This medical video shows the new way that will detect eye infections.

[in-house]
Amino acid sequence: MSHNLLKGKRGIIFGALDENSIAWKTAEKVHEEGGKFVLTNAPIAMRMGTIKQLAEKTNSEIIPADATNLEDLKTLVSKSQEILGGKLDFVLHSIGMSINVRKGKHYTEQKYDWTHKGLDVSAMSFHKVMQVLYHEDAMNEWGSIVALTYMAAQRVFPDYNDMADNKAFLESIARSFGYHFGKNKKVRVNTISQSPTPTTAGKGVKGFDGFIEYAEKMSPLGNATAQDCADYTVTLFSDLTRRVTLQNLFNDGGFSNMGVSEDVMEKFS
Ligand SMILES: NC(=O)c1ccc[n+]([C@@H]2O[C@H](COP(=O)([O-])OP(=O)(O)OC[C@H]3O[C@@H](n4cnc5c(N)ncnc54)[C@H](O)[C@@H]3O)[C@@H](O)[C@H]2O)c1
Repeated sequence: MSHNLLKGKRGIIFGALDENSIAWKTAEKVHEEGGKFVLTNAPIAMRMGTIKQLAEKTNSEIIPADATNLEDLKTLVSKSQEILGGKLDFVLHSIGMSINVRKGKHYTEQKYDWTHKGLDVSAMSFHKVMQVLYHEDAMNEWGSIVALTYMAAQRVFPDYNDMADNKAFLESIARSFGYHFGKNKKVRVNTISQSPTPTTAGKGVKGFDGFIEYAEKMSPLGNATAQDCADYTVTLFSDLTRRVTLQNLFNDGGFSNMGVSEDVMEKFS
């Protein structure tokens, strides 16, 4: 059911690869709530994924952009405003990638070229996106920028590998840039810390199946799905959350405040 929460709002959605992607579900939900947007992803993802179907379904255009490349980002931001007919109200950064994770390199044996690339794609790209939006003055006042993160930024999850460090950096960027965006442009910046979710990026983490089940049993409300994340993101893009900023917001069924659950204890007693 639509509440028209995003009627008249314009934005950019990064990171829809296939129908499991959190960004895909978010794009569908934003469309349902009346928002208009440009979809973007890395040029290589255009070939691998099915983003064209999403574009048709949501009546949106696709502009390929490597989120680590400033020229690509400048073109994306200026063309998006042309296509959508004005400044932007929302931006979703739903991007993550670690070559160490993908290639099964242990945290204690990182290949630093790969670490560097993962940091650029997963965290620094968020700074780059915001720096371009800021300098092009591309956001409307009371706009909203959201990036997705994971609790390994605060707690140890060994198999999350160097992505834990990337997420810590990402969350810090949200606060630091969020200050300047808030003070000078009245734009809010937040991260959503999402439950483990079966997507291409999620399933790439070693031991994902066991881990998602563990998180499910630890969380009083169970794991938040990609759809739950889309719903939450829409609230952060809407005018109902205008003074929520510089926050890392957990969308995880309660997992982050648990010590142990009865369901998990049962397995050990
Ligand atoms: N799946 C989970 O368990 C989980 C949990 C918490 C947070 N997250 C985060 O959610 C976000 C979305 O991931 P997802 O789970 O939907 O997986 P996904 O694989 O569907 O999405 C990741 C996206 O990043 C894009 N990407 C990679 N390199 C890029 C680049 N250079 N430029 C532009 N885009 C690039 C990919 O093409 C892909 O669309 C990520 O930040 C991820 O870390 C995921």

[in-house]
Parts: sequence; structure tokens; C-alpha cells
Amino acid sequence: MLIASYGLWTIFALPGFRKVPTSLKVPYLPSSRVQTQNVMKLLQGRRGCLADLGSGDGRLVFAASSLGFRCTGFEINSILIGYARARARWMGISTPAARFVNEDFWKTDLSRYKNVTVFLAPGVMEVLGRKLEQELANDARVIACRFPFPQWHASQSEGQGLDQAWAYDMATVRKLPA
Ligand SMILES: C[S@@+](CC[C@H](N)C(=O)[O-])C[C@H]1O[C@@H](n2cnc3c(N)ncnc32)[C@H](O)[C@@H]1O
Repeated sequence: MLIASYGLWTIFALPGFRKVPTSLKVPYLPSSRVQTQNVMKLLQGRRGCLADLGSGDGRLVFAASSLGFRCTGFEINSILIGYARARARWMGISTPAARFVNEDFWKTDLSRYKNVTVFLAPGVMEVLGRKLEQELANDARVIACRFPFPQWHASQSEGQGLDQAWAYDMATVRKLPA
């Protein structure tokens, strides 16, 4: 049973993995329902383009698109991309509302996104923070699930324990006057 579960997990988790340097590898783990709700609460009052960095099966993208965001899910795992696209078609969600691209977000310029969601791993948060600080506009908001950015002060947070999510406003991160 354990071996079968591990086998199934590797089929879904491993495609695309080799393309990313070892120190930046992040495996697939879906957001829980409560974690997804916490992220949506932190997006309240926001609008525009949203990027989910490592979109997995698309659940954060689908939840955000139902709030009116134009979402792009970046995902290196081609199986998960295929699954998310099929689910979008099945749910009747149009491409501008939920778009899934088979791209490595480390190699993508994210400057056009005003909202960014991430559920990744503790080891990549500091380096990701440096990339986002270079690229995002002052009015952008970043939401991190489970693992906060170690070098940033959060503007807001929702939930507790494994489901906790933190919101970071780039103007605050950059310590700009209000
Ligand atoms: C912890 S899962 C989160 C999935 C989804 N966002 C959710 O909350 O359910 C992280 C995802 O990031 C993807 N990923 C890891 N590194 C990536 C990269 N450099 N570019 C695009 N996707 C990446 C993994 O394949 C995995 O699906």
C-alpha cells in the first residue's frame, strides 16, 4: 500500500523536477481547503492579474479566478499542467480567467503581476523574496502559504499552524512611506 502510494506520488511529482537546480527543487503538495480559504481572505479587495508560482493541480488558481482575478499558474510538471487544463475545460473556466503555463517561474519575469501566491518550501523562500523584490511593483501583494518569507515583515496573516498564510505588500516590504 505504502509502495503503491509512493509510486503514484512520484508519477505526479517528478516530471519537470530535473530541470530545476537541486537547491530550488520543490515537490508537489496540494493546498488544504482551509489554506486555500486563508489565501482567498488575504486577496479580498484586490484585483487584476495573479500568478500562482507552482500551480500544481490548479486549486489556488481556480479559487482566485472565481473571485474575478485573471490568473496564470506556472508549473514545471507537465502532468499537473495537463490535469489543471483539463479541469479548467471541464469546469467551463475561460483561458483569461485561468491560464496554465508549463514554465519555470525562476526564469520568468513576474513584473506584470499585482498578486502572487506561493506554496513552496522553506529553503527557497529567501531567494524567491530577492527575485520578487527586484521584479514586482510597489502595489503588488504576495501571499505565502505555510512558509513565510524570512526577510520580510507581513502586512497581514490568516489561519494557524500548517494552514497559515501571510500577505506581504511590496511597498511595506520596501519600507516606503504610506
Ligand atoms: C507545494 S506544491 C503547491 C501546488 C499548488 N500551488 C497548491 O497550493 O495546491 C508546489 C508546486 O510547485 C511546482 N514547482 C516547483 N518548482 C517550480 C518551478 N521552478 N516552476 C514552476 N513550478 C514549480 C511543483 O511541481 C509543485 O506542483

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Jennifer Mathews: Lori McRae used to live in darkness. Lori McRae: We put black plastic over all the windows, and basically tried to shut out all light in the house. Jennifer Mathews: She was in extreme pain and losing sight in one eye. She went to six different doctors before getting the correct diagnosis, a parasite called Acanthamoeba. William Mathers: It's extremely common. There's amoeba everywhere. It's in our drinking water. It's all in the soil, and in all water. Jennifer Mathews: Lori doesn't know how she got the infection. The amoeba could have been in the water when she washed her hands before putting in her contacts. Whatever the cause, she was lucky to find doctor Mathers. He uses a special microscope to look for the infection. William Mathers: We can actually see the organisms in the eye, living in the eye without hurting the person at all. Jennifer Mathews: The more common way to diagnose the infection is to culture the amoeba. Many doctors don't go to the trouble because the symptoms are similar to other eye infections. Lori was treated for pink eye and herpes first. She was finally given the right medications, but it was too late for them to work. She needed a cornea transplant to restore her sight. She says she hopes the new microscope will prevent others from having to go through what she has. Lori McRae: I'm very lucky to have come from that point to be where I am. Jennifer Mathews: Even if she could, Lori says she'll never go back to contacts. This is Jennifer Mathews reporting.
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